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Shroton or Iwerne Courtney
Main Street, Iwerne Courtney (Shroton) - - 645575.jpg
Iwerne Courtney or Shroton
Grid reference: ST859125
Location: 50°54’47"N, 2°12’4"W
Population: 400  (2001)
Post town: Blandford Forum
Postcode: DT11
Dialling code: 01258
Local Government
Council: Dorset
North Dorset

Shroton also known as Iwerne Courtney, is a village in Dorset, found just west of the main road, the A350, about four miles north-west of Blandford Forum. The town sits by the small River Iwerne between Hambledon Hill to the south-west and the hills of Cranborne Chase to the east. In the 2001 it had a population of 400.

Hambledon Hill dominates the village and was the site of an Iron Age settlement, its earthworks an ancient fortification.

Iwerne Minster is a mile to the north. Iwerne Stepleton, otherwise known as Preston, is a vanished village, represented by Stepleton House, south of Shroton.


The delightful indecision of the village about its own name has caused puzzlement amongst visitors. Maps show both name together and local bodies use both or either.

The Domesday Book lists a manor of Werne, which may be Iwerne Courtney alone, or a place conjoining Iwerne Courtney and Iwerne Stepleton. (Iwerne Minster appears as Euneminstre.) The name appears in 1244 as Yuern Curtenay the suffix from the Courtneys, who were the Earls of Devon and held the manor from the early 13th century. "Iwerne" is from the name of the little river through the village, and may be a name from the ancient British language.

The name "Shroton" is from the Old English or Middle English for "Sheriff's town" (which in Old English would be Scirgerefan tun, and indeed the Domesday Book records Iwerne as held by Baldwin the Sheriff. That version of the name first appears as Schyreuetone in 1337.

In a book in 1980 the Dorset author Roland Gant wrote of the village "I have heard only visitors to Dorset call it Iwerne Courtney"[1]

The village is far from alone in having two names; this is a habit found in Dorset. For example, East Herring is also known as Chaldon Herring and the River Trent is also the River Piddle.


Nearby Hambledon Hill was an Iron Age settlement. The Roman did not settle there but built a fort on Hod Hill and settled in the valley below Hambledon: at the beginning of the 20th century General Pitt-Rivers, an archaeologist and Lord of the Manor of Iwerne Courtney, excavated the site of a Roman villa on Park Farm.

The Domesday Book of 1086 records Werne among the lands of Baldwin the Sheriff, and that before the Norman Conquest it was held by Siward. There were two mills in the manor.

In 1261 Shroton received a grant from Henry III authorising it to hold two annual fairs and a weekly market. The fairs were held on the 3rd May and on the 14th September and while the first lapsed at some time, the Autumn fair continued into the 20th century. The Shroton Fair used to be "one of the main Dorset events of the year"[1] and was held under the hill, on the field now called the Fair Field.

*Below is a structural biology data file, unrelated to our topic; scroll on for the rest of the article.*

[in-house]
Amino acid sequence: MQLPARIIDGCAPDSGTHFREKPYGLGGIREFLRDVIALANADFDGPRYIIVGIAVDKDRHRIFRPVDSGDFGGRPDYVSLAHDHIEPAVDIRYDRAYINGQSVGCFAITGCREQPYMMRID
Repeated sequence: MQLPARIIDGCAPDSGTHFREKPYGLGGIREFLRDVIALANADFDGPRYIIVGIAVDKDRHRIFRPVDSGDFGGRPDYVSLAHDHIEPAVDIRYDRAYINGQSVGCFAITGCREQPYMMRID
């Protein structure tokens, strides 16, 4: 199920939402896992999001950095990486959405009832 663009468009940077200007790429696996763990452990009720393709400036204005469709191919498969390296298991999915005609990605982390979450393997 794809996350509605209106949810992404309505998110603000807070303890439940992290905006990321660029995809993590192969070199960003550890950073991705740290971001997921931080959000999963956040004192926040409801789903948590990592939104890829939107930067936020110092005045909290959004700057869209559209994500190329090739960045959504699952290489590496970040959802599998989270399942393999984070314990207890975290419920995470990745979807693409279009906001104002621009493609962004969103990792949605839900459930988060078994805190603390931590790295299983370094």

Dorset-born broadcaster Ralph Wightman wrote of the fair that "For many years time was dated in this part of Dorset by Shroton Fair. Old men recalled events by the number of months they had happened before or after this event."[2] Today it is not held as once it was but has been metamorphosised into the Great Dorset Steam Fair.

The Courtneys came across with the Conqueror and in time acquired the manor, which assumed their name. Robert Courtney died at his manor of Ywern on 7 August 1242. In 1539 Henry Courtney was beheaded for treason, having been involved in a plot for a Romanist rising, and soon afterwards his son Edward Courtenay was attainted, losing Ywerne Courtney in 1541. King Henry VIII gave it to his Queen, Catherine Howard, for life. Queen Elizabeth I granted the Manor to Robert Freke, whose family retained it until a sale to George Pitt (later Lord Rivers) in 1776.

During the Civil War in 1645, a battle took place at Hambledon Hill in which the Dorset Men (Club Men who defended their villages from both sides), fought to resist Cromwell's armies. They were defeated; the dead were buried in a mass grave in Shroton's churchyard and the survivors held prisoner in the church.

In 1756 General Wolfe formed a camp at Shroton before sailing for North America, where he defeated the French and in 1759 captured Quebec, though he did not live to enter the city. This camp was at the foot of Hambledon Hill and the steep slopes of the hill greatly assisted in the training for scaling the Heights of Abraham to the city.

St Mary's, Shroton

In 1870-72, John Marius Wilson's Imperial Gazetteer of England and Wales described Shroton like this:

IWERNE-COURTNAY, a village and a parish in Blandford district, Dorset. The village stands on the Iwerne rivulet, under Hambleton hill, 2½ miles ENE of Shillingstone r. station, and 4½ NW of Blandford Forum; and has a post office under Blandford. The parish includes also Farringdon chapelry and Ranston tything; and bears also the alternative name of Shroton. Acres, 1, 953. Real property, £2, 612. Pop., 620. Houses, 129. The manor belonged formerly to the Courtenays, and belongs now to Lord Rivers.[3]


Shroton is primarily agricultural. The Ranston Estate is the biggest employer and landowner in the parish, owned by and house was the seat of the Baker baronets since 1802. The first baronet was Sir Edward Baker Littlehales, afterwards Baker, who died in 1826.

Outside links

("Wikimedia Commons" has material
about Iwerne Courtney)


  1. 1.0 1.1 Gant, R., Dorset Villages, Hale, 1983, p[47
  2. Wightman, R., Portrait of Dorset. Hale, 1980, p134
  3. Imperial Gazetteer of England and Wales, 1870-1